Smooth Cliff Brake

Photo of smooth cliff brake showing leaves and leaflets
Scientific Name
Pellaea glabella
Pteridaceae (maidenhair ferns)

A perennial fern growing as a cluster of leaves from a rhizome, smooth cliff brake is almost always seen growing out of an exposed limestone or dolomite bluff or rock. The stiff, wiry stems are brown, hairless, or with a few scattered hairs. In general outline, the entire leaf (frond) is narrow, lance-shaped or oblong, and is once- or twice-compound. Leaflets can be leathery or not and sometimes have 1 or 2 lobes at the base. Leaflets are narrowly lanceolate to ovate or oblong, lacking hairs. Spores are borne on the undersides of the leaflets, in a continuous band along the outer margin, protected by the recurved edge of the leaflet. Spores are produced April–October.

Similar species: A close relative, purple cliff brake (P. atropurpurea) has somewhat dimorphic fronds: they take two different forms. Fertile fronds have spore-bearing leaflets, which are narrower and more divided, while the leaflets on sterile fronds are wider and more rounded. Also, the stems and midveins of purple cliff brake are densely hairy with short, curly hairs on the upper surface. It can be a larger plant: its leaves can be 20 inches long, and its leaflets can be 1½ inches in length. Also, it is more likely to be growing in soil.

Other Common Names
Smooth Cliffbrake

Leaf length: 3 to 9 inches; leaflet length: ¼ to 1 inch.

Where To Find

Scattered throughout the Ozark and Ozark Border regions, and also occurs north, locally, to Andrew, Knox, and Lewis counties.

Occurs on crevices and ledges of limestone and dolomite bluffs, boulders, and rock outcrops, rarely on sandstone. Compared to the similar purple cliff brake, this fern is more strongly limited to exposed, rocky habitats and is less likely to be seen growing in soil.

Life Cycle

Ferns have a two-part life cycle. The plants we usually see are called sporophytes, because they produce spores that germinate and become the other part of the life cycle, the gametophytes. Gametophytes in this family of ferns are small, green, flat, kidney- or heart-shaped plants that few people notice. The gametophytes produce eggs and sperm, which unite to become a new sporophyte plant.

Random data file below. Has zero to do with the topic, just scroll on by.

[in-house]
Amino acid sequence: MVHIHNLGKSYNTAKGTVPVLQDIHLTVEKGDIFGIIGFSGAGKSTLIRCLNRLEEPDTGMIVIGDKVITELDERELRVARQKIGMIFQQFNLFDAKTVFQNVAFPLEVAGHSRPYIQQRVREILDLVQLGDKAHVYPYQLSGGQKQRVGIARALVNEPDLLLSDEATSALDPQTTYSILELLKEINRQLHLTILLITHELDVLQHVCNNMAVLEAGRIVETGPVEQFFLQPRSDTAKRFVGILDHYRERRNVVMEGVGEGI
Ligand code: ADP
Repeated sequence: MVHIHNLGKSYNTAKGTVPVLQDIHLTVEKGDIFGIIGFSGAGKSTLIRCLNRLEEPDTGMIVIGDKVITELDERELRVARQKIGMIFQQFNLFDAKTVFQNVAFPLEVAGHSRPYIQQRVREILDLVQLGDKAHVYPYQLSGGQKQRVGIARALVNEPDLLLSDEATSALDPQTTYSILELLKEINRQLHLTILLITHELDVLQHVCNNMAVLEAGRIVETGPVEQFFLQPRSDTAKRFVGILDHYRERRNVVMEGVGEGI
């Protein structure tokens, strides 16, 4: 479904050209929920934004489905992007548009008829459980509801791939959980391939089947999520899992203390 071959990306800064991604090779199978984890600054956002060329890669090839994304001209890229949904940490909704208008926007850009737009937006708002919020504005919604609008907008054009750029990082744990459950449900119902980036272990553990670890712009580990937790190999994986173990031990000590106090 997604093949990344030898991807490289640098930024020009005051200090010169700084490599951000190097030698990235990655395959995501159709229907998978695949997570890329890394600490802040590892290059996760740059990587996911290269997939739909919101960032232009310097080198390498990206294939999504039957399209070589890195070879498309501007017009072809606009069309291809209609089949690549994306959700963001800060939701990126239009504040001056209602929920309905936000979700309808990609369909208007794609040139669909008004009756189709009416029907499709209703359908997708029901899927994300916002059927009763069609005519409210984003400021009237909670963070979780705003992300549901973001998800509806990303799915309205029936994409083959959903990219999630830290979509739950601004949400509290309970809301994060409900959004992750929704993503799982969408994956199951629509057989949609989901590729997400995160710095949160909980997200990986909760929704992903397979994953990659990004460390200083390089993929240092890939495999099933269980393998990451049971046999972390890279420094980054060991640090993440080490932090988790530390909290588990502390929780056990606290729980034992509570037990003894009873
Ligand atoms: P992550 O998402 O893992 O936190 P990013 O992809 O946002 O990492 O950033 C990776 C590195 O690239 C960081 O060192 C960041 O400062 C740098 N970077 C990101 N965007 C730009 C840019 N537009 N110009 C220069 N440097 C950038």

Cliff brakes, however, are famous for hybridizing with each other, and for creating offspring that are polyploid (possess more than two sets of genetic information in each cell), and for reproducing via apogamy. Apogamy is when a new sporophyte plant forms without fertilization — so it has the same number of genetic copies as the gametophyte.

Missouri has two varieties of smooth cliff brake: var. glabella reproduces via apogamy and has larger spores (it is tetraploid, possessing 4 sets of each gene); it is more common. Var. missouriensis reproduces sexually and has smaller spores (it is diploid, possessing 2 sets of each gene); it’s the ancestor of var. glabella and is limited to only a few counties. You can only tell these two varieties apart by using a microscope!

Why is it “brake” and not “break”? It is logical to think of these cliff-loving ferns as plants that ultimately help “break apart” the rock surfaces of bluffs, but the word brake, with Middle English and Scandinavian roots, actually means “fern.” This is why we don’t call these plants “cliff brake ferns.” For the same reason, there is a fern called “bracken” and not “bracken fern.”

Little information is available about the connections between smooth cliff brake and insects and other animals. As enduring plants of cliff, bluff, and other dry, rocky habitats, cliff brake surely provides cover for insects and spiders that live in those natural communities. And small birds can perch on these ferns to forage for the insects and spiders! Also, like other vegetation that grows in rock crevices, these ferns contribute to the weathering of rock faces.

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A very simple way of thinking about the green world is to divide the vascular plants into two groups: woody and nonwoody (or herbaceous). But this is an artificial division; many plant families include some species that are woody and some that are not. The diversity of nonwoody vascular plants is staggering! Think of all the ferns, grasses, sedges, lilies, peas, sunflowers, nightshades, milkweeds, mustards, mints, and mallows — weeds and wildflowers — and many more!
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